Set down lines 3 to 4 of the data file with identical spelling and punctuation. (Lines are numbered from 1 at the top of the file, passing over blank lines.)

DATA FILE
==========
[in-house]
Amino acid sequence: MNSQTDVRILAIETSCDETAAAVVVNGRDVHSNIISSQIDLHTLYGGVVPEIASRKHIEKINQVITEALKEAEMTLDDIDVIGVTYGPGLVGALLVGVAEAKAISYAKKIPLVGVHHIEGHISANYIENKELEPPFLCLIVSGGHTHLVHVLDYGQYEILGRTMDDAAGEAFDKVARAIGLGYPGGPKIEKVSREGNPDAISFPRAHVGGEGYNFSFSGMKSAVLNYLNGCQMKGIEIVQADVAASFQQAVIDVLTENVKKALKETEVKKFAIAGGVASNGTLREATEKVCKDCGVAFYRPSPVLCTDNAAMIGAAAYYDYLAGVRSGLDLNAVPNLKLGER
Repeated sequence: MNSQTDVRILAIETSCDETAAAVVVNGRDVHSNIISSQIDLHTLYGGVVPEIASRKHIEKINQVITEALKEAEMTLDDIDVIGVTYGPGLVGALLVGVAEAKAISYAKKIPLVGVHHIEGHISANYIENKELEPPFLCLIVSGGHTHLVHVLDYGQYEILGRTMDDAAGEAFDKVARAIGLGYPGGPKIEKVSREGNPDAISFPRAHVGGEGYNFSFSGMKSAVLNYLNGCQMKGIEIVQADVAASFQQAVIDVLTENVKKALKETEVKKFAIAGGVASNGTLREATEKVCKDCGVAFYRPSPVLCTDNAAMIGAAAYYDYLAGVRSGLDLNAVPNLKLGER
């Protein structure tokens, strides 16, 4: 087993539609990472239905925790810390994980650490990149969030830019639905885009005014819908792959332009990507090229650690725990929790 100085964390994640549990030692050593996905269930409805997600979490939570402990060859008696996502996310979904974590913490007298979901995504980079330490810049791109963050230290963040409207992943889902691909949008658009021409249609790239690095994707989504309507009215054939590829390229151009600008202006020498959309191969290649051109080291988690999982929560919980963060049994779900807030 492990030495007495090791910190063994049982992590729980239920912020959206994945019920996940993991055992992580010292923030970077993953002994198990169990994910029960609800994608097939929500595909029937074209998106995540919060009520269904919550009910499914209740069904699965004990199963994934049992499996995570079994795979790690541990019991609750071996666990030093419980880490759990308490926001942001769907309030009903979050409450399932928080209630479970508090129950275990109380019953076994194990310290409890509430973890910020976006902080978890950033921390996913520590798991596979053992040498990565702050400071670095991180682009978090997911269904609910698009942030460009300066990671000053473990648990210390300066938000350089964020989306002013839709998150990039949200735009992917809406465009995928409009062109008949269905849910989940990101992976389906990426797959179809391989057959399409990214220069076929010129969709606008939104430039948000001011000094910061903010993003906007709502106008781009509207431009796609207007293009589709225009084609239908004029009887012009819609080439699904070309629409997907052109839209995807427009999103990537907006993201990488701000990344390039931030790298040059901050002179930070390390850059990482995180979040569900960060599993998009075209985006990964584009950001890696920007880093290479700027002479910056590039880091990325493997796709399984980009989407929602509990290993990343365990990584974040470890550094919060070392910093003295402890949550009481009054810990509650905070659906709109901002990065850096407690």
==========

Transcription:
Repeated sequence: MNSQTDVRILAIETSCDETAAAVVVNGRDVHSNIISSQIDLHTLYGGVVPEIASRKHIEKINQVITEALKEAEMTLDDIDVIGVTYGPGLVGALLVGVAEAKAISYAKKIPLVGVHHIEGHISANYIENKELEPPFLCLIVSGGHTHLVHVLDYGQYEILGRTMDDAAGEAFDKVARAIGLGYPGGPKIEKVSREGNPDAISFPRAHVGGEGYNFSFSGMKSAVLNYLNGCQMKGIEIVQADVAASFQQAVIDVLTENVKKALKETEVKKFAIAGGVASNGTLREATEKVCKDCGVAFYRPSPVLCTDNAAMIGAAAYYDYLAGVRSGLDLNAVPNLKLGER
């Protein structure tokens, strides 16, 4: 087993539609990472239905925790810390994980650490990149969030830019639905885009005014819908792959332009990507090229650690725990929790 100085964390994640549990030692050593996905269930409805997600979490939570402990060859008696996502996310979904974590913490007298979901995504980079330490810049791109963050230290963040409207992943889902691909949008658009021409249609790239690095994707989504309507009215054939590829390229151009600008202006020498959309191969290649051109080291988690999982929560919980963060049994779900807030 492990030495007495090791910190063994049982992590729980239920912020959206994945019920996940993991055992992580010292923030970077993953002994198990169990994910029960609800994608097939929500595909029937074209998106995540919060009520269904919550009910499914209740069904699965004990199963994934049992499996995570079994795979790690541990019991609750071996666990030093419980880490759990308490926001942001769907309030009903979050409450399932928080209630479970508090129950275990109380019953076994194990310290409890509430973890910020976006902080978890950033921390996913520590798991596979053992040498990565702050400071670095991180682009978090997911269904609910698009942030460009300066990671000053473990648990210390300066938000350089964020989306002013839709998150990039949200735009992917809406465009995928409009062109008949269905849910989940990101992976389906990426797959179809391989057959399409990214220069076929010129969709606008939104430039948000001011000094910061903010993003906007709502106008781009509207431009796609207007293009589709225009084609239908004029009887012009819609080439699904070309629409997907052109839209995807427009999103990537907006993201990488701000990344390039931030790298040059901050002179930070390390850059990482995180979040569900960060599993998009075209985006990964584009950001890696920007880093290479700027002479910056590039880091990325493997796709399984980009989407929602509990290993990343365990990584974040470890550094919060070392910093003295402890949550009481009054810990509650905070659906709109901002990065850096407690």